Reflex blue has been a color beloved by clients for as long as I can remember. When given a choice of blues people always seem to go for Reflex. There is something to be said for that “true blue”. To make life a bit easier I try to design around the rub issues as well as the extended dry time. This is the first I’ve heard of Imitation Reflex Blue. Is this for mixed colors only? Are the final mixed colors exact matches for colors mixed with “real” reflex blue?

  5. Posted by Mohawk Fine Papers on 04.24.09 at 2:43 pm

    Great question, Elisabeth.
    According to our “Ink Guys”, Imitation Reflex can be used solo or mixed. The final color will not be an exact match, but it will be darn close. Even with our trained eyes, we find it hard to tell the difference.

  6. Posted by JenniferU on 04.24.09 at 2:46 pm

    Thanks for the informative post. Luckily this is an issue I haven’t had to deal with.

  7. Posted by hydrargyrum on 04.24.09 at 9:50 pm

    Who would’ve ever thought that rubbing would be a variable of the choice of corporate color? Fascinating and hilarious!

  8. Posted by glynnis on 04.25.09 at 2:06 pm

    Really loved reading this. As someone relatively new to letterpress and all the ins and outs of paper selections, I’d never considered “the rub factor.” Fascinating.

  9. Posted by tdw on 04.26.09 at 10:35 am

    Thanks for the great post.
    I was talking about this with one of my printers just last week. His guidance was that if you are printing on uncoated paper, the addition of dull varnish or dull aqueous won’t help because the paper just soaks it up anyway. That differs from another printer’s counsel. I’d be interested in people’s thoughts on that.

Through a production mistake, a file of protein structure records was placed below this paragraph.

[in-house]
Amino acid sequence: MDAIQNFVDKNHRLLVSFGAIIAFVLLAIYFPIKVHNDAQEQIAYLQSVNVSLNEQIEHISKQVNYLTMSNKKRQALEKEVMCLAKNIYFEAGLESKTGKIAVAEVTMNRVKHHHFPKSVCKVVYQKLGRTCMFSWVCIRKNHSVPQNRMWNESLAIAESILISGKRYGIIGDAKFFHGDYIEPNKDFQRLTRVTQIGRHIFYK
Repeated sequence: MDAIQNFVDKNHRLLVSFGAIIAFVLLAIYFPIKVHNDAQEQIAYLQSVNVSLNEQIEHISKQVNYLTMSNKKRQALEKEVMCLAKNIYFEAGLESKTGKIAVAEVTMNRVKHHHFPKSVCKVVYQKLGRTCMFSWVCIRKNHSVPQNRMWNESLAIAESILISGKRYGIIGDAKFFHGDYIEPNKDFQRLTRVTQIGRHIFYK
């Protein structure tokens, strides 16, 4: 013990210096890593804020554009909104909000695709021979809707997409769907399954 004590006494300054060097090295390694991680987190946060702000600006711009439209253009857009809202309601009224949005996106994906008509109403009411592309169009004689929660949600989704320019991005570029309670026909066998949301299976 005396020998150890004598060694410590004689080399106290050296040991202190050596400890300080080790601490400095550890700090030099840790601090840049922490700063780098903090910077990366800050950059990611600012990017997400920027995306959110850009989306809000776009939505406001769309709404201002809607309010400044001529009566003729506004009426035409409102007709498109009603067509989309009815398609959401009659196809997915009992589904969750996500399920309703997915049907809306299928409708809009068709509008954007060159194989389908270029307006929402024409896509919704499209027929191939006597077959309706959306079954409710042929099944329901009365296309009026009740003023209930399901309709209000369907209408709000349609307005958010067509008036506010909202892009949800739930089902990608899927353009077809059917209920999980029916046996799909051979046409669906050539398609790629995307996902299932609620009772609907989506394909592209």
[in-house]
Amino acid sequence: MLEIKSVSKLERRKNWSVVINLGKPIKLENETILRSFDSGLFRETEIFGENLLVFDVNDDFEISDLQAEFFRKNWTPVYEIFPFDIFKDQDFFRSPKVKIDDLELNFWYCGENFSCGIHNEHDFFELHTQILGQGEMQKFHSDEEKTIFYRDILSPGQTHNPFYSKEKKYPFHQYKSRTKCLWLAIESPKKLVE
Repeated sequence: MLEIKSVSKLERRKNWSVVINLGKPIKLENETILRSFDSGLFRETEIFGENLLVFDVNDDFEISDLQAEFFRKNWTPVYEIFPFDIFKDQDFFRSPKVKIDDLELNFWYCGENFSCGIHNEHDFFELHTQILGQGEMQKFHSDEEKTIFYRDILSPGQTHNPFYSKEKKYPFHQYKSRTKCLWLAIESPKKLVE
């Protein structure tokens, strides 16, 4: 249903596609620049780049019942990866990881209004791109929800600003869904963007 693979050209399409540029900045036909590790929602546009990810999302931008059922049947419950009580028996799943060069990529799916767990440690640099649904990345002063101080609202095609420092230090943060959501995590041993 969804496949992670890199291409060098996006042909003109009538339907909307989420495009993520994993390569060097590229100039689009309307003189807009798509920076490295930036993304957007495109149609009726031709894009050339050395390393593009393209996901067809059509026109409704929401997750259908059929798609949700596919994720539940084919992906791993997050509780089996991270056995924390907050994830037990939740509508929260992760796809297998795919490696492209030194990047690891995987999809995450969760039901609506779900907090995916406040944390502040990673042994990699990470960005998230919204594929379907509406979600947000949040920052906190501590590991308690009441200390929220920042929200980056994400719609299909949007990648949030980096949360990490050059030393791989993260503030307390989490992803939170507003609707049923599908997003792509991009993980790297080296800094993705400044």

10. Posted by Mohawk Fine Papers on 04.27.09 at 11:46 am

    The Mill uses dull varnish or dull aqueous coatings on everything we print. We recommend you do the same. We do this for rub protection specifically. Your printer could be referring to the fact that you will see no real visual affect from the coatings because it is absorbed, which is true. There are a few benefits other than for rub which we’ll save for a future column.

  11. Posted by mollyrosenthal on 04.27.09 at 2:50 pm

    Thank you Pam McGuire, thank you Mohawk Paper. Once again, Mohawk Paper is on the forefront with another way to communicate with the design/print community. As a Printing Sales Rep that deals with hundreds of designers throughout the country, my hat is off to you, for publishing the Reflex blue story. I have had this as part of my personal sales presentation for years, and designers receive conflicting stories from some printers. The coating is absorbed into the paper and is not seen, but the layer of coating is there for protection. Then as the sheet goes through all the various functions within the bindery, it has the benefit of the coating to help with marking and [email protected] (www.finlay.com)

  12. Posted by JoeSchember on 04.27.09 at 2:52 pm

    Great article, Pam.

    I have heard about the difficulties with Reflex Blue before, but I didn’t know it was due to it’s chemical makeup.

    Have you had much experience with toner-based digital systems and rub-off? In theory it would seem more susceptible to rub off, since there is little absorption into the sheet. However, I’ve found that theory doesn’t always equal fact in this case.

  13. Posted by freddygirl on 04.28.09 at 2:16 pm

    that’s very interesting – i love the fact that you guys post such great tips and tricks. thx a bunch!